Results: Here, the Brain Somatic Mosaicism Network conducts a coordinated, multi-institutional study to examine the ability of existing methods to detect simulated somatic single-nucleotide variants (SNVs) in DNA mixing experiments, generate multiple replicates of whole-genome sequencing data from the dorsolateral prefrontal cortex, other brain regions, dura mater, and dural fibroblasts of a single neurotypical individual, devise strategies to discover somatic SNVs, and apply various approaches to validate somatic SNVs. These efforts lead to the identification of 43 bona fide somatic SNVs that range in variant allele fractions from ~ 0.005 to ~ 0.28. Guided by these results, we devise best practices for calling mosaic SNVs from 250× whole-genome sequencing data in the accessible portion of the human genome that achieve 90% specificity and sensitivity. Finally, we demonstrate that analysis of multiple bulk DNA samples from a single individual allows the reconstruction of early developmental cell lineage trees.

Conclusions: This study provides a unified set of best practices to detect somatic SNVs in non-cancerous tissues. The data and methods are freely available to the scientific community and should serve as a guide to assess the contributions of somatic SNVs to neuropsychiatric diseases.
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http://dx.doi.org/10.1186/s13059-021-02285-3DOI Listing
http://www.ncbi.nlm.nih.gov/pmc/articles/PMC8006362PMC
March 2021

Genome-wide analyses of smoking behaviors in schizophrenia: Findings from the Psychiatric Genomics Consortium.

J Psychiatr Res 2021 05 18;137:215-224. Epub 2021 Feb 18.

Department of Psychiatry and Behavioral Sciences, State University of New York Downstate Medical Center, Brooklyn, NY, USA; VA New York Harbor Healthcare System, Brooklyn, NY, USA. Electronic address:

While 17% of US adults use tobacco regularly, smoking rates among persons with schizophrenia are upwards of 60%. Research supports a shared etiological basis for smoking and schizophrenia, including findings from genome-wide association studies (GWAS). However, few studies have directly tested whether the same or distinct genetic variants also influence smoking behavior among schizophrenia cases. Using data from the Psychiatric Genomics Consortium (PGC) study of schizophrenia (35476 cases, 46839 controls), we estimated genetic correlations between these traits and tested whether polygenic risk scores (PRS) constructed from the results of smoking behaviors GWAS were associated with schizophrenia risk or smoking behaviors among schizophrenia cases. Results indicated significant genetic correlations of schizophrenia with smoking initiation (r = 0.159; P = 5.05 × 10), cigarettes-smoked-per-day (r = 0.094; P = 0.006), and age-of-onset of smoking (r = 0.10; P = 0.009). Comparing smoking behaviors among schizophrenia cases to the general population, we observe positive genetic correlations for smoking initiation (r = 0.624, P = 0.002) and cigarettes-smoked-per-day (r = 0.689, P = 0.120). Similarly, TAG-based PRS for smoking initiation and cigarettes-smoked-per-day were significantly associated with smoking initiation (P = 3.49 × 10) and cigarettes-smoked-per-day (P = 0.007) among schizophrenia cases. We performed the first GWAS of smoking behavior among schizophrenia cases and identified a novel association with cigarettes-smoked-per-day upstream of the TMEM106B gene on chromosome 7p21.3 (rs148253479, P = 3.18 × 10, n = 3520). Results provide evidence of a partially shared genetic basis for schizophrenia and smoking behaviors. Additionally, genetic risk factors for smoking behaviors were largely shared across schizophrenia and non-schizophrenia populations. Future research should address mechanisms underlying these associations to aid both schizophrenia and smoking treatment and prevention efforts.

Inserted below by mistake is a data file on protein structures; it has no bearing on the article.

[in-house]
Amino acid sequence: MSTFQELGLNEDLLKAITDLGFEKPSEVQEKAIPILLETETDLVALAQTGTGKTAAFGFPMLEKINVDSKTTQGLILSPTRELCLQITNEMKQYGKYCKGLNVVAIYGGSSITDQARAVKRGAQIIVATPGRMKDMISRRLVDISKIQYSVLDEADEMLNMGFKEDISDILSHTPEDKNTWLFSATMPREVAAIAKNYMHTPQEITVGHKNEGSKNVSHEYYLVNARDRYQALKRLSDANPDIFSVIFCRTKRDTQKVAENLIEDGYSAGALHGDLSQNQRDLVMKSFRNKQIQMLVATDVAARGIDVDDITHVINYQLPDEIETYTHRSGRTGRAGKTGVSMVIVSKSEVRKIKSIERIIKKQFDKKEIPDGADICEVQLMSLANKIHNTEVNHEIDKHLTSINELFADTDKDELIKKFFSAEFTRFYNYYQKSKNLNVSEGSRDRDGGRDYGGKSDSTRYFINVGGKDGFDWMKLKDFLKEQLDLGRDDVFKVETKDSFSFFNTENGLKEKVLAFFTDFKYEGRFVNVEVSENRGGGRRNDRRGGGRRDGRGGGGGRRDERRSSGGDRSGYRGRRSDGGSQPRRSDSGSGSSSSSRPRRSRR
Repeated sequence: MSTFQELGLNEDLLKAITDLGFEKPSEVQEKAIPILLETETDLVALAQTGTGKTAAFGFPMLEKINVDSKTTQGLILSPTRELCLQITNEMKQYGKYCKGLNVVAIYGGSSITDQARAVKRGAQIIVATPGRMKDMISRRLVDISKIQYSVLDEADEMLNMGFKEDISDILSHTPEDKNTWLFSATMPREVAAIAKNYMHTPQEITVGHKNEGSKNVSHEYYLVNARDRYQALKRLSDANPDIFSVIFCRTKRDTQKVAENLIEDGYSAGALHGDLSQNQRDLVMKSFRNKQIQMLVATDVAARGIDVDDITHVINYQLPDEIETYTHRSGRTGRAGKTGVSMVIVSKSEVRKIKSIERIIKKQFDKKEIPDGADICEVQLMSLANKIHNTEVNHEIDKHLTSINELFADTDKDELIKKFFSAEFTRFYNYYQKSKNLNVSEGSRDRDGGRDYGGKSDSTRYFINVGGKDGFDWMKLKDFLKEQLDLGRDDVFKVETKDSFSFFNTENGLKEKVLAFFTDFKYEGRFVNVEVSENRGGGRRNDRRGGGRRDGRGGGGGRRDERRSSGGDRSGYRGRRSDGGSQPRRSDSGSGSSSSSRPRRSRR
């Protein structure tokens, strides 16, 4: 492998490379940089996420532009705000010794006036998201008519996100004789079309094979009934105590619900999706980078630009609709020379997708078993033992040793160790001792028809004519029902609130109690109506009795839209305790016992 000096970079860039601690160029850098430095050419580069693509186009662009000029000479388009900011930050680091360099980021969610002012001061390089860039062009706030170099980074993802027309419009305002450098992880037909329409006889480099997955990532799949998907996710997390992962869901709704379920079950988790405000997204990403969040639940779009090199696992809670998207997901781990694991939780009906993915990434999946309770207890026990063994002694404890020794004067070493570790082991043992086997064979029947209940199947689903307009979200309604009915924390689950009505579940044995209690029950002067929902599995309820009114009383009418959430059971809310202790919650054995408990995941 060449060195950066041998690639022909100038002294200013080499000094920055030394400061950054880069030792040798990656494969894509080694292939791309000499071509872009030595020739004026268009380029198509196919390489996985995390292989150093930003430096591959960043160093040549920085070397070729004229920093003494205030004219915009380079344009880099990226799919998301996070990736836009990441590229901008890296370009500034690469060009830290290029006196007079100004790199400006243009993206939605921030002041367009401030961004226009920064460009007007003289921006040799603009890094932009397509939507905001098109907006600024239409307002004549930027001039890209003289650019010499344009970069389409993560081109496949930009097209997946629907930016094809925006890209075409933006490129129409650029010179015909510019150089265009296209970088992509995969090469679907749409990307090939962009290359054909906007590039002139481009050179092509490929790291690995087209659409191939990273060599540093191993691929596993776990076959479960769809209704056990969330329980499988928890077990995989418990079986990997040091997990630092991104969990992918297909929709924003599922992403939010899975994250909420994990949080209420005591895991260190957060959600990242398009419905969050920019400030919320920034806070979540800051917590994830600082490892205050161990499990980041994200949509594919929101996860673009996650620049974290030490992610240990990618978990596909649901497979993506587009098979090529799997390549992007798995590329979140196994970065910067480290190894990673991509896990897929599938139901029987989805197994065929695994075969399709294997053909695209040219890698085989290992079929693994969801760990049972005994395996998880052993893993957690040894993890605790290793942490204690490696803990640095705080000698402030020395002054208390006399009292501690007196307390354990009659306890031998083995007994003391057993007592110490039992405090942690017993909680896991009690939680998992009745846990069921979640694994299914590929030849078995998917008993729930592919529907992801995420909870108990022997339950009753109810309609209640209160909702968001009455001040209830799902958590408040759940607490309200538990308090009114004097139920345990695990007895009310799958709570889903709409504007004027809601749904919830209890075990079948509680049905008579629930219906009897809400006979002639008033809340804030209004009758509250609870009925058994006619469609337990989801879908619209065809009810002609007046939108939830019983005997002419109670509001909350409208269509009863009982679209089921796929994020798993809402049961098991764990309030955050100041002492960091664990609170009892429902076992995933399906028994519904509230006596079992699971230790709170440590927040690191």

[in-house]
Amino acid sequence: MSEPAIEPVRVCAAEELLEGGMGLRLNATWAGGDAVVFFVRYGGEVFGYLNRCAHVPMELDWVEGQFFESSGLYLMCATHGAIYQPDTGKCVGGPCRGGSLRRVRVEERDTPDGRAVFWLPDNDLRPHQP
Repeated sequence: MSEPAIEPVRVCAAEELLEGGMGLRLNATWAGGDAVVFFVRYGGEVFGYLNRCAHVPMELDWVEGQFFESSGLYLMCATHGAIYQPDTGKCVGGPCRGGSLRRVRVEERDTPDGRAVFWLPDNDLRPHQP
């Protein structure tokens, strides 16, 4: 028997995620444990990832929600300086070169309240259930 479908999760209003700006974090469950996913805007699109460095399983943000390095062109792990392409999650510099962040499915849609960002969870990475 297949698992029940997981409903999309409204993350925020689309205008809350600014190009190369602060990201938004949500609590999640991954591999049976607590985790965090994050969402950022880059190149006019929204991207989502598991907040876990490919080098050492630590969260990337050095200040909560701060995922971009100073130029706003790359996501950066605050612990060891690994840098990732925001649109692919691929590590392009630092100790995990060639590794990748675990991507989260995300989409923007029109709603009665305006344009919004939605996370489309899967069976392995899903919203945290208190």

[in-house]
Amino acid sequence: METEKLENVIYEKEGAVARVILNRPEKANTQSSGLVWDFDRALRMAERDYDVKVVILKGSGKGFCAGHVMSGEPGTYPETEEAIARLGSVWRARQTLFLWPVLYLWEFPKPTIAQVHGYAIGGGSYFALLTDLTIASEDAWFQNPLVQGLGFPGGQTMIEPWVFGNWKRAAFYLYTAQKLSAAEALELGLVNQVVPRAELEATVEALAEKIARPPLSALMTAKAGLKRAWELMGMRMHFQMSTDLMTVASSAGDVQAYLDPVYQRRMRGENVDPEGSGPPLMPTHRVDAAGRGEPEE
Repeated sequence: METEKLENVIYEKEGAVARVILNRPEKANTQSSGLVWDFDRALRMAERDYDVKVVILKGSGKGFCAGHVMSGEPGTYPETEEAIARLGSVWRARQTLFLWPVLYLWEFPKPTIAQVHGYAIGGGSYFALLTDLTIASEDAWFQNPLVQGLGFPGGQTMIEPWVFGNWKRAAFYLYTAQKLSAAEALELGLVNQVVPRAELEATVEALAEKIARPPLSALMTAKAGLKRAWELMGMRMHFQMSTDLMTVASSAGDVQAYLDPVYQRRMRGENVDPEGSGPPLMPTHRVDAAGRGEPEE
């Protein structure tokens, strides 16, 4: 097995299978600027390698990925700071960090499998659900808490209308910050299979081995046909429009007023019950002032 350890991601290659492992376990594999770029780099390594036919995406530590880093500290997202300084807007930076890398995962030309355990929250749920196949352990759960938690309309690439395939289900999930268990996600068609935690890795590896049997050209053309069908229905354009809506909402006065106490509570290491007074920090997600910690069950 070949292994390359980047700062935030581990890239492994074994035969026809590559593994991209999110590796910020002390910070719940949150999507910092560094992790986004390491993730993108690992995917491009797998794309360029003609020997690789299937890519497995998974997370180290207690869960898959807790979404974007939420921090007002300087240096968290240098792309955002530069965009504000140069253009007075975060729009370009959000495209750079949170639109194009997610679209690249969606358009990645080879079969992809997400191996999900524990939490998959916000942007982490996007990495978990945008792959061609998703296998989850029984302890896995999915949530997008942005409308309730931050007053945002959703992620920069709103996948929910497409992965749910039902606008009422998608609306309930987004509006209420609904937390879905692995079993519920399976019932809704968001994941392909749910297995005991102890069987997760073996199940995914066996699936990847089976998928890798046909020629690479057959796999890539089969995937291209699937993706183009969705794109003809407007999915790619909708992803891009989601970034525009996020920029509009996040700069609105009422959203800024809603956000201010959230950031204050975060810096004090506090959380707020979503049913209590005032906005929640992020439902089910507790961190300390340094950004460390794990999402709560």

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http://dx.doi.org/10.1016/j.jpsychires.2021.02.027DOI Listing
http://www.ncbi.nlm.nih.gov/pmc/articles/PMC8096167PMC
May 2021

Single molecule in situ hybridization reveals distinct localizations of schizophrenia risk-related transcripts SNX19 and AS3MT in human brain.

Mol Psychiatry 2021 Mar 1. Epub 2021 Mar 1.

Lieber Institute for Brain Development, Johns Hopkins Medical Campus, Baltimore, MD, USA.